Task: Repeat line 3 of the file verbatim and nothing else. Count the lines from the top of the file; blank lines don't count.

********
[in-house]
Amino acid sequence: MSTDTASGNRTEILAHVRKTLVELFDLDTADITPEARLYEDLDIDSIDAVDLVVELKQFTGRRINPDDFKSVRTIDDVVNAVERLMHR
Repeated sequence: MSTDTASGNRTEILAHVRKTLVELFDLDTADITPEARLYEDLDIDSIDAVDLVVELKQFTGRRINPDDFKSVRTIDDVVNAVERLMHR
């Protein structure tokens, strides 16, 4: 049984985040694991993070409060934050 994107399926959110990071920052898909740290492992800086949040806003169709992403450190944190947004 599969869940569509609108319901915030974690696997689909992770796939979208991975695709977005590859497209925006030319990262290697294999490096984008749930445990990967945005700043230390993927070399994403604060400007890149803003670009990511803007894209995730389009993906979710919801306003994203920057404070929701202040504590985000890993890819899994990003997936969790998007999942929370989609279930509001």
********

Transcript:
Repeated sequence: MSTDTASGNRTEILAHVRKTLVELFDLDTADITPEARLYEDLDIDSIDAVDLVVELKQFTGRRINPDDFKSVRTIDDVVNAVERLMHR